Posted in Family, Personal life

Young Runners

Race For Life, on Durdham Downs. The Race For ...
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We did it – and we’ve got the medals to prove it!

My seven year old daughter Laura asked me last summer whether she could join me on a Race for Life, the 5km fun run in aid of Cancer Research.  These runs are held all over the country and I’ve run one every summer since Laura was born.  There are many venues.  At Lydiard Park in Swindon I ran through mud in pouring rain.  On the runways of Kemble Airfield there was a cold fog, and I kept my fingers crossed that someone had warned air traffic control.  But on Clifton Down in Bristol, there’s always scorching sunshine, and I have to pour my water bottle over my head to keep cool.

So I was delighted when Laura showed an interest in taking part, and not only because it would provide a good excuse if my finishing time was a bit slow.

We did a little bit of preparation.  Hearing the bell ring while we were still half way to school, Laura would break into a trot and pipe up “This is good training”.

Even more important than training is making sure you have a pink race outfit.  (Well, this is a women’s only event.)  For any man standing on Clifton Down on Race Day, it must be intimidating to see ten thousand pink clad women converging purposefully on the starting line.  It’s like a very camp episode of Doctor Who – the Pinkonauts.  Though not quite as scary as a 10k race I did pre-Laura, at the Moreton-in-Marsh Fire Services Training College.  That route included startlingly realistic plane crashes, train derailments, motorway pile-ups and burned-out office blocks.  Running that race was like fleeing from a holocaust.  I’m sure the dramatic scenery triggered an adrenalin rush, so we all finished that bit faster.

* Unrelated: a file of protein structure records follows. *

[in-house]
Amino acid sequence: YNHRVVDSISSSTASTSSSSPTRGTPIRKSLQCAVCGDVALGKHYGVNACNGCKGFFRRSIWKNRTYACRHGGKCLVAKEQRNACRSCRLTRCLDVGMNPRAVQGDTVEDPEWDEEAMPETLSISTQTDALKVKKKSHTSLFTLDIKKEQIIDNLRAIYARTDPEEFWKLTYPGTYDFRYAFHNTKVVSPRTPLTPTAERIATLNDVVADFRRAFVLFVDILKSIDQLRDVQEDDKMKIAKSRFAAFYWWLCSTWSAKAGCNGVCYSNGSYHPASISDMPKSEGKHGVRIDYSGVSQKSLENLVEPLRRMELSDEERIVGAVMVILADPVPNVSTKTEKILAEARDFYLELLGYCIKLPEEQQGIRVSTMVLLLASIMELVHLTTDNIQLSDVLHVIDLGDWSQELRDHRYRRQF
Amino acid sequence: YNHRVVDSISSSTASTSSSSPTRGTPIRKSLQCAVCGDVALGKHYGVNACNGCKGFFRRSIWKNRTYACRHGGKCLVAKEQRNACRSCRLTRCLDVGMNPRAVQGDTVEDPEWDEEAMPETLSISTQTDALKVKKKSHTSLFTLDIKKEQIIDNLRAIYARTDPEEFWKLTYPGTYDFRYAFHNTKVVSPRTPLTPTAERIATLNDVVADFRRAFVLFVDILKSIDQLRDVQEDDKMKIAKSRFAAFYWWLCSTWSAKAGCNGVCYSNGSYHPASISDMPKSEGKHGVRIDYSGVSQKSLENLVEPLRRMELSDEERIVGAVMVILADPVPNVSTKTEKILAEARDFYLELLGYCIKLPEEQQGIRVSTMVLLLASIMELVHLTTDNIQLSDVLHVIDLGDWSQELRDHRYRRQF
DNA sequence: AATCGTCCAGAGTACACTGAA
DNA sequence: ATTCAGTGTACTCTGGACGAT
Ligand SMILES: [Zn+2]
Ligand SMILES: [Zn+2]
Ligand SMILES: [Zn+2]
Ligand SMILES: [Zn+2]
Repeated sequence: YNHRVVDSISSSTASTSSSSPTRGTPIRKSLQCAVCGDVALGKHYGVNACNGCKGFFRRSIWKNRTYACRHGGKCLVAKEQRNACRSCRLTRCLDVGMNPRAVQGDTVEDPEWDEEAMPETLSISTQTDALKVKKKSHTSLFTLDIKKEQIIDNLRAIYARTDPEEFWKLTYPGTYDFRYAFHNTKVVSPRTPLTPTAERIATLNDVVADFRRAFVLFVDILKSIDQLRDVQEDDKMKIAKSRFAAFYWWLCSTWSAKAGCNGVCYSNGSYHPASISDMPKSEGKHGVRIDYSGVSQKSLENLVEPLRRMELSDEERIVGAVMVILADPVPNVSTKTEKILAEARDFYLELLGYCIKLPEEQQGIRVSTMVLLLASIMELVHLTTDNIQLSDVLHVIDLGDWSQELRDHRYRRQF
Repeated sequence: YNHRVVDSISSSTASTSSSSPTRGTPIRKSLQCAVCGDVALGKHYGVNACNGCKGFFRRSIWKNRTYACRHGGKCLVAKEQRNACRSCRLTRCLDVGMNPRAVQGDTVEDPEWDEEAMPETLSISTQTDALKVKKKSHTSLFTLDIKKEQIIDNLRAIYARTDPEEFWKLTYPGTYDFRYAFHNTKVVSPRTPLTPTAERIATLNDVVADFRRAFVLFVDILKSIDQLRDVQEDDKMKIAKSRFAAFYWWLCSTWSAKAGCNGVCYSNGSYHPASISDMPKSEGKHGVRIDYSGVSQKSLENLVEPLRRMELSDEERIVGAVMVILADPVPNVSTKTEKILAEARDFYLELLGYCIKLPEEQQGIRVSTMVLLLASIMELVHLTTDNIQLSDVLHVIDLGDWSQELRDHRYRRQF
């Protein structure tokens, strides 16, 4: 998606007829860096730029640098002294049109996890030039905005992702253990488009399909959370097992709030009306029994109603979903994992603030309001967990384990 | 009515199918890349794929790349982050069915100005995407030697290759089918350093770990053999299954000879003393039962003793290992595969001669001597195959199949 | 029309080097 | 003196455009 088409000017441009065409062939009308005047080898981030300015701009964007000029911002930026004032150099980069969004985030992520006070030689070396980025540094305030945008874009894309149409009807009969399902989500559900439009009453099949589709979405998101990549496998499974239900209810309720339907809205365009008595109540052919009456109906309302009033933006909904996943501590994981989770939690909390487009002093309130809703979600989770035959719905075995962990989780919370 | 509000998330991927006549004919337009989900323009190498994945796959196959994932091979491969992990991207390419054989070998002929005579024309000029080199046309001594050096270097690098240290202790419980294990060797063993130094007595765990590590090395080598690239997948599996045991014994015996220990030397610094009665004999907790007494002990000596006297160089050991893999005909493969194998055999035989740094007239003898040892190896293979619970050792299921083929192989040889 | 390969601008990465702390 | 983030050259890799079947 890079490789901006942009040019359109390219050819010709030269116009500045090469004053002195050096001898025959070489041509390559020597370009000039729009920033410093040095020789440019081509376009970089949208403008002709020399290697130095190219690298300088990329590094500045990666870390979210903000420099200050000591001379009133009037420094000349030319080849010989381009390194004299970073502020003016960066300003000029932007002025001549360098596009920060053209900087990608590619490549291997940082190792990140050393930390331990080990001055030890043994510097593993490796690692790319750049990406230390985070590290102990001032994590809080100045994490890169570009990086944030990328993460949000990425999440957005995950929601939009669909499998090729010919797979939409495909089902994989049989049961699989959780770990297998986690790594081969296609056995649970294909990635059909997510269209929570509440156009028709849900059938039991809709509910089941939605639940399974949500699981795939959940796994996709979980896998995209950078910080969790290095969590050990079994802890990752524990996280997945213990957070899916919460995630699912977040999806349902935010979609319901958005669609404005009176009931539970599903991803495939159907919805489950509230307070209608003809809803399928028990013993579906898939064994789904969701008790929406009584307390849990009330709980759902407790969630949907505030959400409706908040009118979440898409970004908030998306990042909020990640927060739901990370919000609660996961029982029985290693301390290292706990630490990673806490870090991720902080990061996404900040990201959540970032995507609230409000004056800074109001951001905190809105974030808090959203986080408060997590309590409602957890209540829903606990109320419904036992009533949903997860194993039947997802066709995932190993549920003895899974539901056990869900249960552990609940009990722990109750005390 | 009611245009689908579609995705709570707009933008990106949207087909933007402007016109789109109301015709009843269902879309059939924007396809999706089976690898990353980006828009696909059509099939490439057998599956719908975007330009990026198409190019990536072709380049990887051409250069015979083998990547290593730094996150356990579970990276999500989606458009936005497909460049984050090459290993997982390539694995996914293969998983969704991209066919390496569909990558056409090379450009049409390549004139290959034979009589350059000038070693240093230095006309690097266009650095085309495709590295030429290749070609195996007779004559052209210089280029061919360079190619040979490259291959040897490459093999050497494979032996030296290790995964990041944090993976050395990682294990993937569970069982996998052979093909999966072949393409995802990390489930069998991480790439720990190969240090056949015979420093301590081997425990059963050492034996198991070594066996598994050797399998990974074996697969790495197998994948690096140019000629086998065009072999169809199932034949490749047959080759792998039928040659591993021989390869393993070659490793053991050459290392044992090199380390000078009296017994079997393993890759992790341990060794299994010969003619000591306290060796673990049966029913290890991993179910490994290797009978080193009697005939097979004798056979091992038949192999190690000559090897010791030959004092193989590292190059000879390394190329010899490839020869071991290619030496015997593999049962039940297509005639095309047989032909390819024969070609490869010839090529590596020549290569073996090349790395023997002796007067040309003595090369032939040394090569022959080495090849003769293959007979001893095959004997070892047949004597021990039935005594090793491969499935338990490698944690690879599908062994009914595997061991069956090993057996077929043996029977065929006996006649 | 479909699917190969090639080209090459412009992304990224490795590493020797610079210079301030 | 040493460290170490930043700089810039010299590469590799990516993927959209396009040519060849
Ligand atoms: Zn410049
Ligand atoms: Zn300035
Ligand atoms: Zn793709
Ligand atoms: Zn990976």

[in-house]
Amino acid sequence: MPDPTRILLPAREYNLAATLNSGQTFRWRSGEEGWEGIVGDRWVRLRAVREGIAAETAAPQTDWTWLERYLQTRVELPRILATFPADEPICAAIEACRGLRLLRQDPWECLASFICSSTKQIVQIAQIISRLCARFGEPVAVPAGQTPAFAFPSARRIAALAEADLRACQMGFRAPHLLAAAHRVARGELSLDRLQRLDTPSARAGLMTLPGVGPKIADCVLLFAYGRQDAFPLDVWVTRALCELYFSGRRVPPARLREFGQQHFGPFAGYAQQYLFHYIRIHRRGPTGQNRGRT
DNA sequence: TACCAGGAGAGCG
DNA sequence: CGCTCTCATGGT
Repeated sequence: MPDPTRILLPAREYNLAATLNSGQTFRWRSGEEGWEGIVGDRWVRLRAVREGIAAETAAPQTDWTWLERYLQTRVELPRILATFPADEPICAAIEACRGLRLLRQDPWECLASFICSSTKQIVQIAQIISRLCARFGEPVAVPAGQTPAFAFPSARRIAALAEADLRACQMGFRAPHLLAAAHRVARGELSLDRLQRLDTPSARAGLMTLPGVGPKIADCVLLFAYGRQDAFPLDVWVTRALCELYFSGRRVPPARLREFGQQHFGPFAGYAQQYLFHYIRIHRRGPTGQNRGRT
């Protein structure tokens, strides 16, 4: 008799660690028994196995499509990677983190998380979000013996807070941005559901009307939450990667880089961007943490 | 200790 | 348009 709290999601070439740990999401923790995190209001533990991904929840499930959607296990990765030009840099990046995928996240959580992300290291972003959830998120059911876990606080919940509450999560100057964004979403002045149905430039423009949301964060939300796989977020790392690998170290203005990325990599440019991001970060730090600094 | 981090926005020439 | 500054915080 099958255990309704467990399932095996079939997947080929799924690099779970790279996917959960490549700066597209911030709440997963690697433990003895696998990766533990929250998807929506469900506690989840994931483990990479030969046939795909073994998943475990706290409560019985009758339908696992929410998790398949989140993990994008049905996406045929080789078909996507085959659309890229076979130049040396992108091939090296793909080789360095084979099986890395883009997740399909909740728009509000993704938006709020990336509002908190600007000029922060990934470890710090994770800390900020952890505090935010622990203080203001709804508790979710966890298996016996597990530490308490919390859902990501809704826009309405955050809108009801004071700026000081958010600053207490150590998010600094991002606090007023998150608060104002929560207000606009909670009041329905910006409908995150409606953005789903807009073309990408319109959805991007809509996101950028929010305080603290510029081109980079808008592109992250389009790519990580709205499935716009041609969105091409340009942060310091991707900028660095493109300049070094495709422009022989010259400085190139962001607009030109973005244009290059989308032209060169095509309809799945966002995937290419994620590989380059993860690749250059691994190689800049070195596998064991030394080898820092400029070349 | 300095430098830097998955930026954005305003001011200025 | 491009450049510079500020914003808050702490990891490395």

One other key point on the Race for Life dress code is that every runner puts a pink sign on her back by way of a dedication.   This makes for an emotional run.  You oscillate from hope to despair and back again, running behind “Me!  I survived!”, “Dad, who lost his brave battle”, “my five-year-old son, now fully recovered”.  For a little while we ran behind someone who had her mother’s dates on her back, as on a tombstone.  I realised with a start that she had died the day before the race.  Yet knowing we were raising so much money, that we were united, that we all cared, so, so much, made it on balance a life-enhancing, uplifting occasion.  Girlpower, indeed.

But as with any race, there are those that treat it first and foremost as a competition.  Laura was initially disappointed to learn that I’d never actually won a Race for Life.  I thought she’d taken on board my explanation that taking part and raising money for Cancer Research was the point until half way round she declared “You know, Mummy, I don’t think we’re going to win.”

5km is a long way when you’re 7, and for the second half of the run, it took a bribe of a Love Heart every half kilometre to lure her to the end.  I was proud that she rose to the occasion and managed to produce a dramatic sprint for the last few hundred metres. We crossed the line hand-in-hand, beaming broadly.  We definitely earned our medals and I was as proud as she was.  I wore mine to the supermarket that afternoon.  And as for the pink goody bags – well, as the sponsor likes to say, every little helps.

(This post originally appeared in the Tetbury Advertiser, July 2010)

Author:

Optimistic author, blogger, journalist, book reviewer and public speaker whose life revolves around books. Her first love is writing fiction, including the new Sophie Sayers Village Mystery novels (out 2017), short stories and essays inspired by her life in an English village. She also writes how-to books for authors and books about living with Type 1 diabetes. She is Author Advice Centre Editor and and UK Ambassador for the Alliance of Independent Authors (ALLi) Advice Centre blog, an ambassador for the children's reading charity Readathon, and an official speaker for the diabetes research charity JDRF.

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